Blaise Pascal

Blaise Pascal was a very original thinker. He was also a very broad thinker. The topics he contributed to include Mathematics, Theology, Philosophy, Physics, and Politics. His contemporaries, although not always in agreement with him, nevertheless generally respected his ability to come up with interesting solutions.

According to his sister, when he was 12 he rediscovered some of the propositions of Euclid's elements, including the 32 proposition of Euclid. When he was 15 he created a one page treatise on conics that simplified and expanded on the accumulated knowledge of conics at that time. (Pascal v-ix)

"Secciones cónicas" by Drini - Own work. Licensed under GFDL via Wikimedia Commons.

He invented an arithmetic machine called a Pascaline that added and subtracted numbers mechanically. It could be adapted to different bases to accommodate the French monetary system. This was one of the first mechanical computers. It paved the way for future thinkers to connect the concepts of gears and arithmetic. Leibniz, Babbage, and others could then build upon his concepts.

By © 2005 David Monniaux / , CC BY-SA 3.0

He made many important contributions to the study of geometry including some important discoveries about conic sections and the cycloid. The cycloid had been known for many years before Pascal but since the more complex mathematical methods needed to answer basic questions about it were not possible using the standard geometrical methods of the ancients it was ignored. These methods, once discovered by Pascal, continue to have implications on how we do calculus today. For instance: He suggested dividing the area under the curve into an infinite number of little pieces. This is the basis of integral calculus today. He used similar methods of subdivision to find the areas of solids of revolution (Perspectives).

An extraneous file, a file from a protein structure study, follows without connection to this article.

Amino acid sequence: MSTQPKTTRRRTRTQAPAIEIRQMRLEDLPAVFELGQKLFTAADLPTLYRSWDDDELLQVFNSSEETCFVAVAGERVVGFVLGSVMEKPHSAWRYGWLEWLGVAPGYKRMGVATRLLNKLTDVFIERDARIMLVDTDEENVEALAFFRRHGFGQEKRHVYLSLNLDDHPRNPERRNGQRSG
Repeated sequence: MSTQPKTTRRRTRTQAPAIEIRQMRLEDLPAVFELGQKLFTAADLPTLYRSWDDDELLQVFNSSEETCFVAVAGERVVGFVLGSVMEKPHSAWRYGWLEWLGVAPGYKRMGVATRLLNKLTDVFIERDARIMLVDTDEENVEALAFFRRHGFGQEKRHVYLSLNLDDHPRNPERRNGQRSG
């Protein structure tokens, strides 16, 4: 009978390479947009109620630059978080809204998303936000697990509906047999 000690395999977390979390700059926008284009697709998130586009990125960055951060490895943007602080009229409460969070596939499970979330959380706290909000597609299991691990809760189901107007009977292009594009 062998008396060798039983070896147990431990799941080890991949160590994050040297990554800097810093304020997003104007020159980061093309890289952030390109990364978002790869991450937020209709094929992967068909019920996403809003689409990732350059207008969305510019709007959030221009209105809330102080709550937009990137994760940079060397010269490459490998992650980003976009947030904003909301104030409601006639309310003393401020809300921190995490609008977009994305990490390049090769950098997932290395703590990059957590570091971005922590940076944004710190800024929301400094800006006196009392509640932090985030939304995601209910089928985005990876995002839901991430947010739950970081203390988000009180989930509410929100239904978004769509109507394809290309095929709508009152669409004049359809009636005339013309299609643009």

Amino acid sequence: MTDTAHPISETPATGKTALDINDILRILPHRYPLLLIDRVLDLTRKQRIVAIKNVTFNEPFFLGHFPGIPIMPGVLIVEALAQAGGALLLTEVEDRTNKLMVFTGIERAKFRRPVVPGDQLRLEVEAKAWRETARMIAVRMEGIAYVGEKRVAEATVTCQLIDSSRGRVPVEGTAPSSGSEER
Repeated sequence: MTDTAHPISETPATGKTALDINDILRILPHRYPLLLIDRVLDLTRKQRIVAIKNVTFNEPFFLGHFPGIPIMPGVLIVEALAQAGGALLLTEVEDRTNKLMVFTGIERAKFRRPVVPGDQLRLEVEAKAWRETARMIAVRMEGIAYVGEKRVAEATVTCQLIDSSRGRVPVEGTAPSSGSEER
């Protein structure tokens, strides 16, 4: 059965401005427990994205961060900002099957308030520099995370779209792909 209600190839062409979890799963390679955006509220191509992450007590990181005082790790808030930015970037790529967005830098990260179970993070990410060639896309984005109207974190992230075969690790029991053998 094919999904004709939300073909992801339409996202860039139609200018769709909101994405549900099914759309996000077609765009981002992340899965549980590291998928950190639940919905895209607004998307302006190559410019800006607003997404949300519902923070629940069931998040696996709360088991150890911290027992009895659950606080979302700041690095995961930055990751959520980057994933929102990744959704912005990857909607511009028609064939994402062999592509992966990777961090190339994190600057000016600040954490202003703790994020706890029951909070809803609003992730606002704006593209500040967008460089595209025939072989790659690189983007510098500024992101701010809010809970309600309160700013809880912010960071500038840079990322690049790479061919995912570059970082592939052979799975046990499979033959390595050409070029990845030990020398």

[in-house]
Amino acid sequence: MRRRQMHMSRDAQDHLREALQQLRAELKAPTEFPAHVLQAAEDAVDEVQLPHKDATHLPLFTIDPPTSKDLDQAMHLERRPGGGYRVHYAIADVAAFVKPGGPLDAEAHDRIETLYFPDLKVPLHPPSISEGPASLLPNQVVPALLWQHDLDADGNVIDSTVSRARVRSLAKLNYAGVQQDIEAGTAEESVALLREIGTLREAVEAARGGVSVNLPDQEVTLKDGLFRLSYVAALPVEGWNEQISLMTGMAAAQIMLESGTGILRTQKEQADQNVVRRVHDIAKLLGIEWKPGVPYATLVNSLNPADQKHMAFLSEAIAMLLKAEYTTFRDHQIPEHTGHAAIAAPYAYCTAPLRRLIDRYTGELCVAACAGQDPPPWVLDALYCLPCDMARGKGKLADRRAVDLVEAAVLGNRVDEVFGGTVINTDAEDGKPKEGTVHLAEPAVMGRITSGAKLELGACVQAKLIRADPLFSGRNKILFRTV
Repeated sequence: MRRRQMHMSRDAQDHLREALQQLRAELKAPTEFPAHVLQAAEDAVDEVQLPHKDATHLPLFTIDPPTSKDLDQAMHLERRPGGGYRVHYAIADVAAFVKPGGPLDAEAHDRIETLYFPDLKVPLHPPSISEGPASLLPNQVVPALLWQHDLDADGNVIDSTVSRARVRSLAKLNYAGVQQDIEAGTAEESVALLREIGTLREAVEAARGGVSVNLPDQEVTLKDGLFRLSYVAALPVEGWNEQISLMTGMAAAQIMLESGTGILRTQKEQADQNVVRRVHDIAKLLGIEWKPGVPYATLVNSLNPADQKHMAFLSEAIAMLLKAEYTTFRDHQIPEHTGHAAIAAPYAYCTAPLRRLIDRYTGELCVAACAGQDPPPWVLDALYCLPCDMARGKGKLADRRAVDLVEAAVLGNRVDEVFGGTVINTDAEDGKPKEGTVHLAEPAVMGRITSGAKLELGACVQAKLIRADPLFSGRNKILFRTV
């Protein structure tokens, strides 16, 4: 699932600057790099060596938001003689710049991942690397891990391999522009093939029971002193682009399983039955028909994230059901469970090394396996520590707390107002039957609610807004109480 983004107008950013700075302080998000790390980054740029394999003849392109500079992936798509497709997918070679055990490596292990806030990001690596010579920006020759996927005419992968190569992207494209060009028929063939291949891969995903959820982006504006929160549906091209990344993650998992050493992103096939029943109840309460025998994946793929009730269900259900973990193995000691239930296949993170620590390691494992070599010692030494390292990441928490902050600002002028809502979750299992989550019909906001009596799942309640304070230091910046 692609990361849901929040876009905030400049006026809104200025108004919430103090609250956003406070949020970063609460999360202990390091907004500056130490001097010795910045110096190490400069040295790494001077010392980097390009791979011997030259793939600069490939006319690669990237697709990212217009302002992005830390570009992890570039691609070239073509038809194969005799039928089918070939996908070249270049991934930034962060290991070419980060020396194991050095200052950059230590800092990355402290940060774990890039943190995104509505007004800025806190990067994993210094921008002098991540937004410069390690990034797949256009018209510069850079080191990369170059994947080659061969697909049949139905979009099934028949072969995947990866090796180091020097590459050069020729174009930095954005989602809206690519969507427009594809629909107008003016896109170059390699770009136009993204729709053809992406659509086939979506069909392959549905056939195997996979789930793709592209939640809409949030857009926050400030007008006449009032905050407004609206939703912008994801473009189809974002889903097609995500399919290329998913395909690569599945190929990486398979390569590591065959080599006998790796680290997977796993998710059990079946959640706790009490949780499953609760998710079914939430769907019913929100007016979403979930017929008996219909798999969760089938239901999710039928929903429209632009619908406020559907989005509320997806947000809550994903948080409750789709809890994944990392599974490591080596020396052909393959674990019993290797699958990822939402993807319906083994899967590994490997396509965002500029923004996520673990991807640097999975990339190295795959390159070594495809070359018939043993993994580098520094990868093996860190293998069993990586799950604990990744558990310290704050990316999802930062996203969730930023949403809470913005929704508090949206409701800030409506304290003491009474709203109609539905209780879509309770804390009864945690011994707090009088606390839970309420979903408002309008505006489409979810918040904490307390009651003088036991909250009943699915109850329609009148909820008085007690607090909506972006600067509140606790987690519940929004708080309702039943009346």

Generated by Geogebra.org

Here are some of the questions that Pascal and his contemporaries investigated regarding the cycloid(Perspectives):

• What is the area under the cycloid? Specifically, what is the area under one hump? They found it to be $3\pi r^2$
• What is the length of the curve over one hump? This is $8\pi$.
If you wish to generate your own cycloid with a graphing calculator or a computer algebra system you can use the parametric equations: $$x=r(t - \sin t)$$ $$y=r(1 - \cos t)$$ To get one hump of the cycloid let $t$ vary from $0$ to $2\pi$.

Pascal felt very strongly about how things should be solved. He wanted to make sure that nothing was left undefined unless it was clear that it wouldn't be easy to define anyway. He also wanted to make sure that words were not left having different meanings so that during a discussion the meanings could be ambiguous. Both of these concepts affect our thinking today but were rather original for his time.(Hammond 216-233)

Pascal also integrated his faith with his mathematics. He wrote a lot on theology. The collection of his writings called Pensees is a compilation of notes that he took for a theological book he planned to write and might have if he had lived longer than 39. In it he makes many references to God and works through what he considers to be important in his theology.

By NYC Wanderer (Kevin Eng) - originally posted to Flickr as Gutenberg Bible, CC BY-SA 2.0

Pascal illustrates some important principles that we can use today as we learn and research:

• We need to investigate what we hear with an open mind and with a healthy skepticism.
• We need to consider carefully what those who've gone before us say and we also need to do our own experiments and research.
• We need to look for simple overarching principles in complex data — sometimes the shortest way is the best way.
• We need to remember that not everything can be solved by deduction, particularly first principles, and we need to be willing to accept the basics through the knowledge from the heart.

Bibliography
Pascal, Blaise, Mme Gilberte Pascal Périer, and William Andrews. The Life of Mr. Paschal, with His Letters Relating to the Jesuits .. London: Printed by J. Bettenham, for the Author, 1744. Perspectives on Science, Winter 2007, Vol. 15, No. 4 , Pages 410-433 (doi: 10.1162/posc.2007.15.4.410) Hammond, Nicholas. The Cambridge Companion to Pascal. Cambridge, UK: Cambridge UP, 2003. Print.